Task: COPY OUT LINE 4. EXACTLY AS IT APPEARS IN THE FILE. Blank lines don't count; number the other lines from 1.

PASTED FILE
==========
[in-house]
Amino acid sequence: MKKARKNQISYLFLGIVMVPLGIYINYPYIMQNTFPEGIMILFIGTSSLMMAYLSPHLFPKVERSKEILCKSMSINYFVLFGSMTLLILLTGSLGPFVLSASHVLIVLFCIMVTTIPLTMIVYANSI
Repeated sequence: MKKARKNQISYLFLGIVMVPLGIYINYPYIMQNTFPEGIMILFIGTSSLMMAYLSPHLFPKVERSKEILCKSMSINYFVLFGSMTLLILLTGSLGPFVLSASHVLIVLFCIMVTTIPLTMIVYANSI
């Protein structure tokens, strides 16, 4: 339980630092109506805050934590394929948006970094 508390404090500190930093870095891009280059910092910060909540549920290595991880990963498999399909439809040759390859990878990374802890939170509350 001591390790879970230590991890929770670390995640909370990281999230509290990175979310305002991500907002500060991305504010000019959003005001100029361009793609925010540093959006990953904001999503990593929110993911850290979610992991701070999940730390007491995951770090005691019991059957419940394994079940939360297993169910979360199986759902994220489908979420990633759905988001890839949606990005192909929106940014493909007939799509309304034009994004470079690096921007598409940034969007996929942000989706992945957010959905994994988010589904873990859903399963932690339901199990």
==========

């Protein structure tokens, strides 16, 4: 339980630092109506805050934590394929948006970094 508390404090500190930093870095891009280059910092910060909540549920290595991880990963498999399909439809040759390859990878990374802890939170509350 001591390790879970230590991890929770670390995640909370990281999230509290990175979310305002991500907002500060991305504010000019959003005001100029361009793609925010540093959006990953904001999503990593929110993911850290979610992991701070999940730390007491995951770090005691019991059957419940394994079940939360297993169910979360199986759902994220489908979420990633759905988001890839949606990005192909929106940014493909007939799509309304034009994004470079690096921007598409940034969007996929942000989706992945957010959905994994988010589904873990859903399963932690339901199990």